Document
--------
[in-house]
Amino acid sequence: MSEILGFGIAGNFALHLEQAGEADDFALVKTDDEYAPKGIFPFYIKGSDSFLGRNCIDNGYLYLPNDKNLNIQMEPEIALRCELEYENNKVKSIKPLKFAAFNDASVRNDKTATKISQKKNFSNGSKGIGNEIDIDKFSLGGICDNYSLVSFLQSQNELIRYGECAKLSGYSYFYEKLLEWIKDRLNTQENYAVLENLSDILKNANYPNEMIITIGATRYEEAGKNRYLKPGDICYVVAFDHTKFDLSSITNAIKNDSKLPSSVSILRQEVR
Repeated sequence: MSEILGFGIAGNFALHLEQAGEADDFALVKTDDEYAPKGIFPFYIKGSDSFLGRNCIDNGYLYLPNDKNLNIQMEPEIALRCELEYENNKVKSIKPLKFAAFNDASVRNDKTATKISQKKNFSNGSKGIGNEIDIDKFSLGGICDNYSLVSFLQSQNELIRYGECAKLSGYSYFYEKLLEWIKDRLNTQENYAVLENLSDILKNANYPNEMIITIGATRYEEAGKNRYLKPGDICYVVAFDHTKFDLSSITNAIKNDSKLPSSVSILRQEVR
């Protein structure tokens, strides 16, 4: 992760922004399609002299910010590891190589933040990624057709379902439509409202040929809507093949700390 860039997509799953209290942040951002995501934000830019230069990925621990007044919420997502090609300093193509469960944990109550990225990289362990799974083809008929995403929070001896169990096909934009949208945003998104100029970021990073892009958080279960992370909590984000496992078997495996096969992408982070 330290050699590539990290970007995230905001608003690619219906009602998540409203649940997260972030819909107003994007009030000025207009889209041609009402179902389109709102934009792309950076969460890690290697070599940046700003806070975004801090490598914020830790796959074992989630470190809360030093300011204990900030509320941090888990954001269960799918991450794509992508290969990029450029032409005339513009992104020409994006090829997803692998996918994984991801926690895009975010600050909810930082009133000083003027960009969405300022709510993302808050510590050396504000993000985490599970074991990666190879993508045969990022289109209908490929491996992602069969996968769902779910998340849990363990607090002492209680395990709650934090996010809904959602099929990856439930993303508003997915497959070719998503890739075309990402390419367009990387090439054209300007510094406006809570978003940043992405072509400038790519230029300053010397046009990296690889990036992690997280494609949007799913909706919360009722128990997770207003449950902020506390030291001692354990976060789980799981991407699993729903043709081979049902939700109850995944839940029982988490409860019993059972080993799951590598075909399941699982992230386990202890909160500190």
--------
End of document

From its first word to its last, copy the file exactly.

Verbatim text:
[in-house]
Amino acid sequence: MSEILGFGIAGNFALHLEQAGEADDFALVKTDDEYAPKGIFPFYIKGSDSFLGRNCIDNGYLYLPNDKNLNIQMEPEIALRCELEYENNKVKSIKPLKFAAFNDASVRNDKTATKISQKKNFSNGSKGIGNEIDIDKFSLGGICDNYSLVSFLQSQNELIRYGECAKLSGYSYFYEKLLEWIKDRLNTQENYAVLENLSDILKNANYPNEMIITIGATRYEEAGKNRYLKPGDICYVVAFDHTKFDLSSITNAIKNDSKLPSSVSILRQEVR
Repeated sequence: MSEILGFGIAGNFALHLEQAGEADDFALVKTDDEYAPKGIFPFYIKGSDSFLGRNCIDNGYLYLPNDKNLNIQMEPEIALRCELEYENNKVKSIKPLKFAAFNDASVRNDKTATKISQKKNFSNGSKGIGNEIDIDKFSLGGICDNYSLVSFLQSQNELIRYGECAKLSGYSYFYEKLLEWIKDRLNTQENYAVLENLSDILKNANYPNEMIITIGATRYEEAGKNRYLKPGDICYVVAFDHTKFDLSSITNAIKNDSKLPSSVSILRQEVR
């Protein structure tokens, strides 16, 4: 992760922004399609002299910010590891190589933040990624057709379902439509409202040929809507093949700390 860039997509799953209290942040951002995501934000830019230069990925621990007044919420997502090609300093193509469960944990109550990225990289362990799974083809008929995403929070001896169990096909934009949208945003998104100029970021990073892009958080279960992370909590984000496992078997495996096969992408982070 330290050699590539990290970007995230905001608003690619219906009602998540409203649940997260972030819909107003994007009030000025207009889209041609009402179902389109709102934009792309950076969460890690290697070599940046700003806070975004801090490598914020830790796959074992989630470190809360030093300011204990900030509320941090888990954001269960799918991450794509992508290969990029450029032409005339513009992104020409994006090829997803692998996918994984991801926690895009975010600050909810930082009133000083003027960009969405300022709510993302808050510590050396504000993000985490599970074991990666190879993508045969990022289109209908490929491996992602069969996968769902779910998340849990363990607090002492209680395990709650934090996010809904959602099929990856439930993303508003997915497959070719998503890739075309990402390419367009990387090439054209300007510094406006809570978003940043992405072509400038790519230029300053010397046009990296690889990036992690997280494609949007799913909706919360009722128990997770207003449950902020506390030291001692354990976060789980799981991407699993729903043709081979049902939700109850995944839940029982988490409860019993059972080993799951590598075909399941699982992230386990202890909160500190």